In the market of Huofu, in Wanzai County, there was a beggar surnamed Guo, whose left hand and both feet were all twisted upwards. This only allowed him to scrape along the ground leaning on a staff held in his right hand, so people called him ‘Scrape Guo’. His mother was elderly and suffered from arthritis; his younger brother suffered in the same way. Scrape went out to beg on the first and fifteenth day of each month. The people of the market all felt sympathy for him and treated him generously, so he was able to support both mother and brother, gathering a month’s worth of provisions, and he went on like this for eighteen years without resentment. In the winter of the second year Yuanzhen (1296), he encountered a Daoist who, seeing his extreme poverty, and his voluntary support for mother and younger brother, he then took five balls of medicine and gave them to Scrape, saying: “If you take my medicine, your long-standing trouble will immediately be resolved.” Scrape took them as instructed, and his hand and feet were then as normal. Not having expected such healing of his illness, he no longer had a reason for his begging, and people were no longer generous to him. Just as he found himself in dire need, he again encountered the same Daoist. Scrape thanked him, and entreated him, saying: “When I received the kind grant of medicine, I happened to forget that my mother is ill; not having shared it with her, my mother now remains [146] ill.” The Daoist gave him five more medicine balls; his mother took two balls, and it was as if her illness had vanished. He still had three balls, and this came to the attention of a wealthy person living near the village who suffered from the same condition. The rich person spoke to Scrape: “It is said you have three pellets of a wonder drug; I will buy these from you for one ingot’s worth of paper money.” Scrape replied that he did not want to accept money, but did want to relieve his condition, and, if he could supply the needs of their three mouths for life, he would happily give him the medicine. Afterwards, when the effect had been demonstrated, the wealthy person kept his word and supported them.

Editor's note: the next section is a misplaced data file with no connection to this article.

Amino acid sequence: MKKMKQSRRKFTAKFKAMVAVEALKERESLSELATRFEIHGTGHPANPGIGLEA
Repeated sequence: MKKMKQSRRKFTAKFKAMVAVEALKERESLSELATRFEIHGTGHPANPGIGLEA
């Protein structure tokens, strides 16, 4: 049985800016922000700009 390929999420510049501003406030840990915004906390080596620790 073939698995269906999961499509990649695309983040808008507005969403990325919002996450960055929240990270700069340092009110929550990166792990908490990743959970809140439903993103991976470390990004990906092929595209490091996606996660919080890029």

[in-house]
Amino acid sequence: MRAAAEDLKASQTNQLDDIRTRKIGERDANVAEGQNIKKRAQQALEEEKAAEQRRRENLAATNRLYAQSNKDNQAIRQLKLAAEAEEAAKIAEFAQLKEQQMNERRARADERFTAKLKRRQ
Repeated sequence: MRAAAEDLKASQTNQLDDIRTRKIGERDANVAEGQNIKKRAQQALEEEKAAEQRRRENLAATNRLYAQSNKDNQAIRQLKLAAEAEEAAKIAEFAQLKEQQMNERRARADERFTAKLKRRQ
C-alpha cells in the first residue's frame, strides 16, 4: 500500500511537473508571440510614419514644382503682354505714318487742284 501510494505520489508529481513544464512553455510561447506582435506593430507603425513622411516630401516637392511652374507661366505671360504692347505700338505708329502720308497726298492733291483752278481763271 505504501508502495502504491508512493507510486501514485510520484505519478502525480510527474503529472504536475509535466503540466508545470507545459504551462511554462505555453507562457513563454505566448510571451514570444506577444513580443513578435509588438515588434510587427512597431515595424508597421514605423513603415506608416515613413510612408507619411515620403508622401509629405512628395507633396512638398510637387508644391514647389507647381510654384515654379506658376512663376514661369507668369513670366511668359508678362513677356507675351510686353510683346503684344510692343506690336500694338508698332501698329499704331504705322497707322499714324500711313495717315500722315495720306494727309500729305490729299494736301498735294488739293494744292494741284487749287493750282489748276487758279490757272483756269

It can only be that Scrape Guo’s single-minded filial piety led him to encounter this immortal and benefit from boundless good fortune. Why, if a beggar can devote himself in this way, others should certainly examine their own conduct.

Anon., Huhai xinwen yijian xuzhi, 後1.145-46 (Tale 255):

仙醫反掌